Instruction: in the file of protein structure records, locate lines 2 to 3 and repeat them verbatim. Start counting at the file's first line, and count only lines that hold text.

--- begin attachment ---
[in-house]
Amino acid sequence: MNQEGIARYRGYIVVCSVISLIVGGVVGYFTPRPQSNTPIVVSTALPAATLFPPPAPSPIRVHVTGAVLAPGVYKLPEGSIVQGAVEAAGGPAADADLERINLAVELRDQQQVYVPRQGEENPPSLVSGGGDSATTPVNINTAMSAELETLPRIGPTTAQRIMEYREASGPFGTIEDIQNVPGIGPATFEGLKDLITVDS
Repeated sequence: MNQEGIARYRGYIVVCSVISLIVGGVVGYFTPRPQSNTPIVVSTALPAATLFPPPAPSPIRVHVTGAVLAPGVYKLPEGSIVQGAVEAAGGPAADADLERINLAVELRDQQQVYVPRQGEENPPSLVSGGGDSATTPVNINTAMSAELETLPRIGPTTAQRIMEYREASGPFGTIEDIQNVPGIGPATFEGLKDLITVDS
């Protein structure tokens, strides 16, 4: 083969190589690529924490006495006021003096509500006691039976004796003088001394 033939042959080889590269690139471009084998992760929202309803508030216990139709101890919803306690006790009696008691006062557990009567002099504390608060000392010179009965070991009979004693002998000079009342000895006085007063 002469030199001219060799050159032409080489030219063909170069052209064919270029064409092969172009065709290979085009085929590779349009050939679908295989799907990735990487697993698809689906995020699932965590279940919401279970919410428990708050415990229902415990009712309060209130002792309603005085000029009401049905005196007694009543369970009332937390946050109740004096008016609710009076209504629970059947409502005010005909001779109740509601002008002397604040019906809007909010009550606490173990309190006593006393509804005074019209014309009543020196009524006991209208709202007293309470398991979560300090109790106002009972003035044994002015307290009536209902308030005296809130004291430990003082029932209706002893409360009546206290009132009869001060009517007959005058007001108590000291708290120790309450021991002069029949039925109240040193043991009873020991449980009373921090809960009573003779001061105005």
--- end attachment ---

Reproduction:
Amino acid sequence: MNQEGIARYRGYIVVCSVISLIVGGVVGYFTPRPQSNTPIVVSTALPAATLFPPPAPSPIRVHVTGAVLAPGVYKLPEGSIVQGAVEAAGGPAADADLERINLAVELRDQQQVYVPRQGEENPPSLVSGGGDSATTPVNINTAMSAELETLPRIGPTTAQRIMEYREASGPFGTIEDIQNVPGIGPATFEGLKDLITVDS
Repeated sequence: MNQEGIARYRGYIVVCSVISLIVGGVVGYFTPRPQSNTPIVVSTALPAATLFPPPAPSPIRVHVTGAVLAPGVYKLPEGSIVQGAVEAAGGPAADADLERINLAVELRDQQQVYVPRQGEENPPSLVSGGGDSATTPVNINTAMSAELETLPRIGPTTAQRIMEYREASGPFGTIEDIQNVPGIGPATFEGLKDLITVDS